Sheriff Fletcher commended HCSO jail administrator Capt. John Hain on his performance, operating two jail facilities.
“Captain Hain actually has been bragged on via Jail Standards by the state,” said Fletcher. “I’ve had everybody under the sun that’s had to work with him say he has got to be the most knowledgeable jail administrator they’ve ever met. And I agree with that.
“He is good from everything, from knowing the jail floors to fixing the IT (integrated technology) problems. There’s nothing he can’t do.”
Sheriff Fletcher said Hain, who has been with the department for 30 years, is a loyal employee and hopes he continues to serve in his capacity for years to come.
“I don’t know of anybody else who could do a better job as a jail administrator than Captain Hain,” said Fletcher. “He’s proven himself time and time again and when these jail standards people talk sometimes about things that I don’t know, due to his experience he can relate to them and know exactly what they’re talking about. He’s watched those eras change over the years. He knows how it used to be and how it is and everything about it, so it makes him a very valuable tool to the sheriff’s office.”
And Hain stays on top of it when it comes to addressing jail standard issues such as in this case.
“We’ll get it fixed and we’ll get back in shape,” said Fletcher.
For Marion County, the noncompliance report noted that MCSO staff members who had not completed the required four hours of classification training are performing classification duties.
Sheriff Capps said the department had two new jailers that hadn’t taken the class, at the time, due to the COVID-19 shutdown.
“They were new jailers hired on,” he explained. “I don’t want to blame everything on COVID, but with COVID, it’s hard to get some of these classes done, but now we were able to find an online class, and actually all of our jailers went to it.”
All jailers took the class again just to stay on top of things.
“Even though they were still current, we had everybody go through and take it again,” said MCSO jail administrator Sheila Stokes.
“We went above and beyond there because I want to make sure that everything is in order; and, if it’s not, it’s brought to my attention and we’ll take care of it immediately,” Sheriff Capps said.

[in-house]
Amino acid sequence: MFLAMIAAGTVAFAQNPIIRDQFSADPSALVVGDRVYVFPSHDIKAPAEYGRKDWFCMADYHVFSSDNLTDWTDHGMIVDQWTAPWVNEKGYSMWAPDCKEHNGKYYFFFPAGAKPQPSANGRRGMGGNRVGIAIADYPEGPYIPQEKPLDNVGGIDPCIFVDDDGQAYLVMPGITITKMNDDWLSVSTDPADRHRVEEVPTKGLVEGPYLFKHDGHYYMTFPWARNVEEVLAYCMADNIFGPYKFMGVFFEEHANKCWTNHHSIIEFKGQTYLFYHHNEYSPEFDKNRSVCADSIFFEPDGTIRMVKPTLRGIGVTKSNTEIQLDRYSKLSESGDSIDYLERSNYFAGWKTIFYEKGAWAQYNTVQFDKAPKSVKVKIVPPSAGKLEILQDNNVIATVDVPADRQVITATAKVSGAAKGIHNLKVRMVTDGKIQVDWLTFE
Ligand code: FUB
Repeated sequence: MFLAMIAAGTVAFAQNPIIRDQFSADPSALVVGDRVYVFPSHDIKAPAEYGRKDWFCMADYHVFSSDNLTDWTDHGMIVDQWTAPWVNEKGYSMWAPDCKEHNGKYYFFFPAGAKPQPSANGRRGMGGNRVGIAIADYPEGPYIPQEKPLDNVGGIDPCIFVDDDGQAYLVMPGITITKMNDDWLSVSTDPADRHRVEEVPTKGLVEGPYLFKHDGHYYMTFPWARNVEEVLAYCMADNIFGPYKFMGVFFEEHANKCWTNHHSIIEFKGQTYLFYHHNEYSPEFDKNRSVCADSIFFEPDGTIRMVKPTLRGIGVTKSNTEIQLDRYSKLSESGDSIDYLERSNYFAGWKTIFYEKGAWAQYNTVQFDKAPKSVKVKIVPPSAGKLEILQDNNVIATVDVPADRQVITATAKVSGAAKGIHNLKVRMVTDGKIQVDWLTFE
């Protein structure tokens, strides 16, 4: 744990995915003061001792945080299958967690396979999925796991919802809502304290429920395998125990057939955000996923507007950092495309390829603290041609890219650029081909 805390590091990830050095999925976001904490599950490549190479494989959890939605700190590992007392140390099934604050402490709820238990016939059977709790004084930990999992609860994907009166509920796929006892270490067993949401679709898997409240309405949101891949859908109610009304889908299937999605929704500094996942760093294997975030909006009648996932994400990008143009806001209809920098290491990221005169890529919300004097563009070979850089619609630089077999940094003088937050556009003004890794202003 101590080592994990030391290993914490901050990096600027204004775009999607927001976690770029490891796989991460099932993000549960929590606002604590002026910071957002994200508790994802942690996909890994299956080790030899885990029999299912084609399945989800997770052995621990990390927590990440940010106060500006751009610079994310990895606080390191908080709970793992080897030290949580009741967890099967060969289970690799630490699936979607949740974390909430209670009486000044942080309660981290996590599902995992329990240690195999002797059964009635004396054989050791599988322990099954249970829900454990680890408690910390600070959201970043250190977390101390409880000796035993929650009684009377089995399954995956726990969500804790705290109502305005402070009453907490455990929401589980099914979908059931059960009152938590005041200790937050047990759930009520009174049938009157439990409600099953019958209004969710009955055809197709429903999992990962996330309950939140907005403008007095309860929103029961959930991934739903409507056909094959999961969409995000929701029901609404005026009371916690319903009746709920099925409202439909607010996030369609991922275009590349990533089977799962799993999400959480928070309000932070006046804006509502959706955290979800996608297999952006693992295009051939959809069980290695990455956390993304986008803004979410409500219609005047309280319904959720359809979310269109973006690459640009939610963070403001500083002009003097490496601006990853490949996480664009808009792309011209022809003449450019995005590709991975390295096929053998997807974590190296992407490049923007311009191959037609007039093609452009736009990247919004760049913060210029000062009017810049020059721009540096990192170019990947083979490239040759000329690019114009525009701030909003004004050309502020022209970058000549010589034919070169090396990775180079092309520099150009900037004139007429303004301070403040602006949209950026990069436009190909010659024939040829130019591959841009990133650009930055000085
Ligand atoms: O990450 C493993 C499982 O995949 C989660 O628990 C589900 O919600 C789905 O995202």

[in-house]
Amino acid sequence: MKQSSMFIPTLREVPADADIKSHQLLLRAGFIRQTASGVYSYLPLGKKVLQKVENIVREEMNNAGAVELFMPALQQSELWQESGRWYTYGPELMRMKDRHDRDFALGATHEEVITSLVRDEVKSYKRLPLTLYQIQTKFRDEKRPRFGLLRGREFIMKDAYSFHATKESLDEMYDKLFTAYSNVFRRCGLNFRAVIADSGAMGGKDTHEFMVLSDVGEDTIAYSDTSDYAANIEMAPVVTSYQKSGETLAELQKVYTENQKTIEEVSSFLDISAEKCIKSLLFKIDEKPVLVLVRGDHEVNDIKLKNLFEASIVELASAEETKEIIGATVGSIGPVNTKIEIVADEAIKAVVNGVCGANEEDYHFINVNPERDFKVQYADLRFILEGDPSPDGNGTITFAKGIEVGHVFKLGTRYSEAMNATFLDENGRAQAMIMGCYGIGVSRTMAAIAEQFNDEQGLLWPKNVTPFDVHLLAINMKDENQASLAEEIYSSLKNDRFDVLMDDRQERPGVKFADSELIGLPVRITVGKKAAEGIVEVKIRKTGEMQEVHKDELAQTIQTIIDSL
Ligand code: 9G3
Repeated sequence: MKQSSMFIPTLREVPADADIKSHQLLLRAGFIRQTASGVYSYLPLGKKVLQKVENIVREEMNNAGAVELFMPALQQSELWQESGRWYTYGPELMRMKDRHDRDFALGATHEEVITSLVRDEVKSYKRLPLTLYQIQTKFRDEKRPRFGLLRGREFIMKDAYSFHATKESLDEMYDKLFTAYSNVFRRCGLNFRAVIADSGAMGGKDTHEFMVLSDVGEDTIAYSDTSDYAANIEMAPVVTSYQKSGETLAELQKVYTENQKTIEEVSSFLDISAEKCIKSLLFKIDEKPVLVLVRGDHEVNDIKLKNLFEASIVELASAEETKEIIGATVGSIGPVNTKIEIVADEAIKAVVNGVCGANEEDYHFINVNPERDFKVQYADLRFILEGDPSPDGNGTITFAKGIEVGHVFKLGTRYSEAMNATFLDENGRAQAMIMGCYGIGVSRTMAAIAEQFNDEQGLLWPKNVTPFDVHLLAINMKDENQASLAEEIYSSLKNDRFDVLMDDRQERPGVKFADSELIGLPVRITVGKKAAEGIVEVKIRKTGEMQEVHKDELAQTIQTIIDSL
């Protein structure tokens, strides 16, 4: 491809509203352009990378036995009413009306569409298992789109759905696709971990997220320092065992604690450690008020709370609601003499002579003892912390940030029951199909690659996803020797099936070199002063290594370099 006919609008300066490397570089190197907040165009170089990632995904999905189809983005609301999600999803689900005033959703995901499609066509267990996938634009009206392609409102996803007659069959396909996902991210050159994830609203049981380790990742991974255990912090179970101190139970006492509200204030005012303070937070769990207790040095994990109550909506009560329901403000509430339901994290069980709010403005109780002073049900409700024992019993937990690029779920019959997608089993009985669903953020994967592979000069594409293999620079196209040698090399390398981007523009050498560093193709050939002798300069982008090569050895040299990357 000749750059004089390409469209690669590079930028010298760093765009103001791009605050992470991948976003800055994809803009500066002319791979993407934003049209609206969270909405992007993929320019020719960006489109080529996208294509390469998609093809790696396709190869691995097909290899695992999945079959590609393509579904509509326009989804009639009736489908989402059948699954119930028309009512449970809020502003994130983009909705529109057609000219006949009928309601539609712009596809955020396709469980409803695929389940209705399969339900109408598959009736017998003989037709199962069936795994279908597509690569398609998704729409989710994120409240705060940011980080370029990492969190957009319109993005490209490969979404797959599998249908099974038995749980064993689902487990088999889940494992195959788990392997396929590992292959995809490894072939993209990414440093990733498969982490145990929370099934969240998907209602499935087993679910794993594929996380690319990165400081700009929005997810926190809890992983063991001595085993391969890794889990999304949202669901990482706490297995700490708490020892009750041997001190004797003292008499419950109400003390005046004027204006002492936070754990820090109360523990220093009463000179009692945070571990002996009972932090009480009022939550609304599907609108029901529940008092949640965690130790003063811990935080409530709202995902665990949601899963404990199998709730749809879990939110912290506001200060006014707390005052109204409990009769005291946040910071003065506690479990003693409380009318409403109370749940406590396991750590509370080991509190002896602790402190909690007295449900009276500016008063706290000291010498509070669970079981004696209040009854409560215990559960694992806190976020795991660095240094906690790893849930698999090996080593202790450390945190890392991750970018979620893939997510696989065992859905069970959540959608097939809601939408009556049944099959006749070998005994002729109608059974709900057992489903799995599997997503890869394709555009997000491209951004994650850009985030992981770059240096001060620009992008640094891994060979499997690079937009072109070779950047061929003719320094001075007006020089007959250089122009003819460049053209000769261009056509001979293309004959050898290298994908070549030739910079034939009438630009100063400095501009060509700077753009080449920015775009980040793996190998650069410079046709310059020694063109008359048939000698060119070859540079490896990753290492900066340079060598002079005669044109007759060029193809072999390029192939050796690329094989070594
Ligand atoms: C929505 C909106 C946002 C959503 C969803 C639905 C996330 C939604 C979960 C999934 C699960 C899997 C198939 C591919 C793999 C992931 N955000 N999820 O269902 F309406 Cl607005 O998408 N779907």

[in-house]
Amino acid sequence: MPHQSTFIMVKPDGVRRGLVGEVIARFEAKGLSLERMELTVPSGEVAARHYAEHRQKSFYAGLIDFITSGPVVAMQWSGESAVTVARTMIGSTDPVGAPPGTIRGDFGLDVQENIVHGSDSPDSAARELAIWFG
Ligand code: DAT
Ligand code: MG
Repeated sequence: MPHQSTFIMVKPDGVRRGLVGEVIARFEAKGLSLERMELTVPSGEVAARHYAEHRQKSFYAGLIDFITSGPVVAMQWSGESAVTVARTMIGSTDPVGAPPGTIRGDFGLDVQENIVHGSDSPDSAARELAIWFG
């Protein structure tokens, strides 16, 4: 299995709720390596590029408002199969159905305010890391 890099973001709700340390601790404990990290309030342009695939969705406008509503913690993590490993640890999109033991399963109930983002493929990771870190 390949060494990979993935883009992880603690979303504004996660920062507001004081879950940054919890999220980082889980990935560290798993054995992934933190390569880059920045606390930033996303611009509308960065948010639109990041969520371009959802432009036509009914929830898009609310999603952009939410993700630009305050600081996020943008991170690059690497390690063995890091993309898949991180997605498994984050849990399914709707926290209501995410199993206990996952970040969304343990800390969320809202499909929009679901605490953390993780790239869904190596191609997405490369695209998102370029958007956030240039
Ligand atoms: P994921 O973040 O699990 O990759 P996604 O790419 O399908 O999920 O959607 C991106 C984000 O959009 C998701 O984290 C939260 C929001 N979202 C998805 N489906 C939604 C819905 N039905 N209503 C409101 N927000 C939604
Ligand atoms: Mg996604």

“We have 30 people that we are in care and custody of that we want to make sure they’re taken care of,” he said.
The second issue inspectors noted concerned an annual audit. The plan shall provide that an annual, internal audit shall be conducted on the classification system. Audit records shall be maintained for Commission review.
The inspector noted that an annual audit of the classification system was not conducted, however, and audit records were not available for Commission review.
“Our facility is small compared to most; and the paperwork, it hadn’t been done yet,” Stokes explained.
Capps said MCSO has now corrected the error by implementing monthly records instead of annual.
“Now we’ve amended that and we’re doing that monthly, so instead of once a year when the next time comes around for this, we will have that available,” he said. “So, it’s just tinkering some things and now we know a little bit more out of what they’re expecting and we got it done.”
According to the last strike, during the inspection it was noted that documentation provided failed to show that inmates are allowed one hour of supervised recreation at least three days per week.
“What happened is, they were given rec (on a daily basis throughout the week) and not note it; it wasn’t logged down,” said Capps. “So now I said let’s get away from that, let’s do a uniform Monday, Wednesday and Saturday, you log it those days. So now you’re expected, those days, we’re going to have rec, so if you want it or not that’s up to you, but we’re doing our paperwork on those days and then we’re not just picking a day where we might forget to do the paperwork. So it’s uniform and it’s accountability there.”
The jail inspection at Marion County was a day long. Sheriff Capps noted he’s pleased with the overall inspection and thankful they’re able to quickly address the minor issues.
“It wasn’t a major thing where we’ve got a bunch of stuff going on down at the Marion County Jail,” he said. “We have a clean jail and we respect the inmates that are here and we want to make sure they have a clean, safe environment while they’re here.”
Capps said it had been about a year since the jail had an inspection due to the pandemic. Surprise inspections are conducted annually, however, which the sheriff said he appreciates.
“I’d rather for it to be a surprise, actually, because I want to know if we’re failing somewhere so we can get that corrected,” he said. “The state does that for that reason.
“We’ve got a wonderful group of employees here,” Capps said.
According to TCJS, counties will be removed immediately from the list upon attaining compliance.